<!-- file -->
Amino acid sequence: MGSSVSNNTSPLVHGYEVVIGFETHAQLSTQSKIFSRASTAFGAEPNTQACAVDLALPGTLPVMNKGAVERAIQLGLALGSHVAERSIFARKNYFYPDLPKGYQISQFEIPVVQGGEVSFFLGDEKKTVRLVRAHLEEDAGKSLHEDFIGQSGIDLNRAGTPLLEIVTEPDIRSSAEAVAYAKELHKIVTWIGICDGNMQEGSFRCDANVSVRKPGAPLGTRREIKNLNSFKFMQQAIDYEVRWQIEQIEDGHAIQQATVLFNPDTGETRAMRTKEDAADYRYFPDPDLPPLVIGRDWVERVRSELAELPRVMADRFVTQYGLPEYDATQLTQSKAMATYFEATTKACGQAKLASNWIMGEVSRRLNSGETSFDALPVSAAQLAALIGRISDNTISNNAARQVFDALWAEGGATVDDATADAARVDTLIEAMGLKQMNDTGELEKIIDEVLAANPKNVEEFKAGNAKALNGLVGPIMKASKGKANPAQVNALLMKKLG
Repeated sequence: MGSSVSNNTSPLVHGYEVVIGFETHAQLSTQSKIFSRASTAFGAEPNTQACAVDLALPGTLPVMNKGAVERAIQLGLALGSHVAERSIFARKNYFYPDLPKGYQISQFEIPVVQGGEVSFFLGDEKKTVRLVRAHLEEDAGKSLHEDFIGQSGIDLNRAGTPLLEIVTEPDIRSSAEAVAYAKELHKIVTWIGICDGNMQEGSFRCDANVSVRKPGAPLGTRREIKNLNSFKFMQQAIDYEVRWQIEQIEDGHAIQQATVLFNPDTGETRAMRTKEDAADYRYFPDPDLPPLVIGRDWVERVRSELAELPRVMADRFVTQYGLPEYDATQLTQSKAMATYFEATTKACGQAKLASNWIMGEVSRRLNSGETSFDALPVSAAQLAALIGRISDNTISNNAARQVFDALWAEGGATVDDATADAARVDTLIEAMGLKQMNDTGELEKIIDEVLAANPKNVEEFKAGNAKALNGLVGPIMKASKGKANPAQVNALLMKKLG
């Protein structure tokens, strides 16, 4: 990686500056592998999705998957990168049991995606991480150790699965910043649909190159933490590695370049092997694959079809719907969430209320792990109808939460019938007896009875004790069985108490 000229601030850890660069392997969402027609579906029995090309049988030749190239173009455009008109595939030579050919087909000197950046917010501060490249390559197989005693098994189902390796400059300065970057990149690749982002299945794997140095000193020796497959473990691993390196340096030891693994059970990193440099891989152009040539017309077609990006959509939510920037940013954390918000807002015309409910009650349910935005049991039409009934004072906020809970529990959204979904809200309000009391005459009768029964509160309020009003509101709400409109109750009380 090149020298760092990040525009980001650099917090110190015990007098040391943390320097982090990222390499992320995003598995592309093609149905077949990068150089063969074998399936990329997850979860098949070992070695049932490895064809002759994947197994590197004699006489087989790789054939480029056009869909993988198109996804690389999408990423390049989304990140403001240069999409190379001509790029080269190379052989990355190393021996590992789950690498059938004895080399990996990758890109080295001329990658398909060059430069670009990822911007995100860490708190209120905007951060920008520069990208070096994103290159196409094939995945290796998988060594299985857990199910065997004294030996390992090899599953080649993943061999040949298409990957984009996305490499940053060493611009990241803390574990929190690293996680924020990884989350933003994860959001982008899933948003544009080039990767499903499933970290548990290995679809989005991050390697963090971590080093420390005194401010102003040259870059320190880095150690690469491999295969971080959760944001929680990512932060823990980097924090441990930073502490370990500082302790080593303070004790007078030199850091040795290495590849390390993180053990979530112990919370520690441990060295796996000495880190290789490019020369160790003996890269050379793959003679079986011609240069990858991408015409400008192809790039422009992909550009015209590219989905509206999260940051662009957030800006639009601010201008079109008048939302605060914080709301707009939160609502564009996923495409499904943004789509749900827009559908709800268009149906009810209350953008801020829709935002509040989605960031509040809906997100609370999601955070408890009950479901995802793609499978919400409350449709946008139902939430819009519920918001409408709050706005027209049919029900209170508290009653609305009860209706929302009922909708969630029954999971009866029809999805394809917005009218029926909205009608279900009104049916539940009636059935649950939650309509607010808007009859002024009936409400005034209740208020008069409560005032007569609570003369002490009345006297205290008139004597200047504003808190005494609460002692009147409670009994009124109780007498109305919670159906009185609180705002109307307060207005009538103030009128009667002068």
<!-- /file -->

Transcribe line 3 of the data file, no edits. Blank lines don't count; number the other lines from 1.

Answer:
């Protein structure tokens, strides 16, 4: 990686500056592998999705998957990168049991995606991480150790699965910043649909190159933490590695370049092997694959079809719907969430209320792990109808939460019938007896009875004790069985108490 000229601030850890660069392997969402027609579906029995090309049988030749190239173009455009008109595939030579050919087909000197950046917010501060490249390559197989005693098994189902390796400059300065970057990149690749982002299945794997140095000193020796497959473990691993390196340096030891693994059970990193440099891989152009040539017309077609990006959509939510920037940013954390918000807002015309409910009650349910935005049991039409009934004072906020809970529990959204979904809200309000009391005459009768029964509160309020009003509101709400409109109750009380 090149020298760092990040525009980001650099917090110190015990007098040391943390320097982090990222390499992320995003598995592309093609149905077949990068150089063969074998399936990329997850979860098949070992070695049932490895064809002759994947197994590197004699006489087989790789054939480029056009869909993988198109996804690389999408990423390049989304990140403001240069999409190379001509790029080269190379052989990355190393021996590992789950690498059938004895080399990996990758890109080295001329990658398909060059430069670009990822911007995100860490708190209120905007951060920008520069990208070096994103290159196409094939995945290796998988060594299985857990199910065997004294030996390992090899599953080649993943061999040949298409990957984009996305490499940053060493611009990241803390574990929190690293996680924020990884989350933003994860959001982008899933948003544009080039990767499903499933970290548990290995679809989005991050390697963090971590080093420390005194401010102003040259870059320190880095150690690469491999295969971080959760944001929680990512932060823990980097924090441990930073502490370990500082302790080593303070004790007078030199850091040795290495590849390390993180053990979530112990919370520690441990060295796996000495880190290789490019020369160790003996890269050379793959003679079986011609240069990858991408015409400008192809790039422009992909550009015209590219989905509206999260940051662009957030800006639009601010201008079109008048939302605060914080709301707009939160609502564009996923495409499904943004789509749900827009559908709800268009149906009810209350953008801020829709935002509040989605960031509040809906997100609370999601955070408890009950479901995802793609499978919400409350449709946008139902939430819009519920918001409408709050706005027209049919029900209170508290009653609305009860209706929302009922909708969630029954999971009866029809999805394809917005009218029926909205009608279900009104049916539940009636059935649950939650309509607010808007009859002024009936409400005034209740208020008069409560005032007569609570003369002490009345006297205290008139004597200047504003808190005494609460002692009147409670009994009124109780007498109305919670159906009185609180705002109307307060207005009538103030009128009667002068």